> That's right. I don't under stand why an example
> from an isolating language can be used to justify
> the assumption of an endingless derivation in an
> inflecting language.
Because your mind is limited by inaccurate definitions
like 'isolating' which is in the end only a relative,
not an absolute, term. English still has many
inflections and so it begs the question: How many
inflections constitutes 'a non-isolating language'
(as if we could possible count the number of
Let go of this conviction of yours.
> Another thing you should think of: the gentive in
> -yo belong to the thematic inflection and is
> therefore late, not of Nostratic date.
But I never said that this had anything to do with
Nostratic! ?? I indeed said precisely that the
thematic genitive *-osyo was created during the
middle of the Late IE Period (5000-4000 BCE) by
the attachment of the originally free particle *ya
(in the endingless locative that existed at that
stage) to the existing genitive *-as, which was
too homophonous to its nominative *-a-s to simply
leave it as is.
Later, the mLIE relative pronoun's nominative *yas
became *yos by Vowel Shift and its endingless locative
particle was done away with. It would have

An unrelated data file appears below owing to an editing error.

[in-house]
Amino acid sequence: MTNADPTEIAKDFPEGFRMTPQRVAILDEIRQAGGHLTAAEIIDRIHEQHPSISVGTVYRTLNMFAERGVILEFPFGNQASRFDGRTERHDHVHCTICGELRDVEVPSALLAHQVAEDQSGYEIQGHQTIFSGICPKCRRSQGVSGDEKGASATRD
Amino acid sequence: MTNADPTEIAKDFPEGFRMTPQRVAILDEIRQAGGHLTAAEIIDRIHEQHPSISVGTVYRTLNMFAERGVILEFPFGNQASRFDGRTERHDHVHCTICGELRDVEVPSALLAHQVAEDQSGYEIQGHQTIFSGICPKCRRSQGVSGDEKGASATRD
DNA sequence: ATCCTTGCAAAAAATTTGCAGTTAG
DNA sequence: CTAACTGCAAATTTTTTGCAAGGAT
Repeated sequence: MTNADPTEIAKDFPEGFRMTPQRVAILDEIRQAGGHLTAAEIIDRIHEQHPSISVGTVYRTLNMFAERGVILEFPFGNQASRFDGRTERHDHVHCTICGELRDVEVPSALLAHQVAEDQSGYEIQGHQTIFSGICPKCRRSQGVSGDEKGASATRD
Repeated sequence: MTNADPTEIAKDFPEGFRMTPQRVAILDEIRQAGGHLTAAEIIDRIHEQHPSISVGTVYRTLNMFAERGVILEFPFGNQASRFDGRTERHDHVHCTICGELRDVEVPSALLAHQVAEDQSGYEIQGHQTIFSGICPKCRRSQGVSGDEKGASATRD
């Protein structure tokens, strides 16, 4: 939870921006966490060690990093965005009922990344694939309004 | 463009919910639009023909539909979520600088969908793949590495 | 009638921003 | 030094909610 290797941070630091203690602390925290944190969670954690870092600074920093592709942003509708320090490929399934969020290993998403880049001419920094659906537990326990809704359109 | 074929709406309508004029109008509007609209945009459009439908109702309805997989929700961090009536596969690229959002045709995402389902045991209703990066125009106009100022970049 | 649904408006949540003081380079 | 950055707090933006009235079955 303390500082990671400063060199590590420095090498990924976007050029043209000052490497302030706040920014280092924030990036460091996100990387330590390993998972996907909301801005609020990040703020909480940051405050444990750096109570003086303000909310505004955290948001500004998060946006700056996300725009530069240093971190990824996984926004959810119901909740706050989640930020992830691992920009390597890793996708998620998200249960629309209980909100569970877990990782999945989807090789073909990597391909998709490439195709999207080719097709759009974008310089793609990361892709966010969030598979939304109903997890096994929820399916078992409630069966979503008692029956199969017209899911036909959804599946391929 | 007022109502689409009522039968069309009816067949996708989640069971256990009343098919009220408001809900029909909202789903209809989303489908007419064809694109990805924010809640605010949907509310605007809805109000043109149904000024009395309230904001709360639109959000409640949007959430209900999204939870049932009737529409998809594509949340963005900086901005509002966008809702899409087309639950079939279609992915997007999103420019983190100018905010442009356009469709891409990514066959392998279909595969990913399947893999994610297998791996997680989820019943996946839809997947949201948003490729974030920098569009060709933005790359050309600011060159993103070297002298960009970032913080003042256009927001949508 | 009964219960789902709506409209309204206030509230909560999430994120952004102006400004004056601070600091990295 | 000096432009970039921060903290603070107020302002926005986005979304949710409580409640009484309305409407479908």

become **yo in IE proper but only remains as part of
genitive *-osyo as you can see. The locative is very
capable of expressing possession in various languages
and so there is nothing a priori impossible about
this development. It is in fact so commonplace
that it is very likely that it happened in pre-IE.
because it explains things in a straightforward way.
Come to think of it, it might be better to interpret
the *ye-denominals as originating from the
incorporation of a _locative_ phrase ending in *ya
'with which' rather than a noun denoting possession
in *-yo-. It hardly matters either way anyway,
because both spell 'incorporation'.
> "Fernsehen Sie" oder "sehen Sie das Fernsehen"?
> Actually it's "Sehen Sie fern?", beleve it or not.
"See you (the) window"? I can believe! Halleluja! You
think Hochdeutsch is crazy... You should take a look
at Mennonite German. Yikes! :)
At any rate, no language is perfectly free from the
vice of incorporation, it seems. It's probably more
a matter of relative frequency of usage.
And so, incorporation in pre-IE is not impossible
anymore than it apparently isn't in Reconstructed
IE itself. You're fighting a lost battle.
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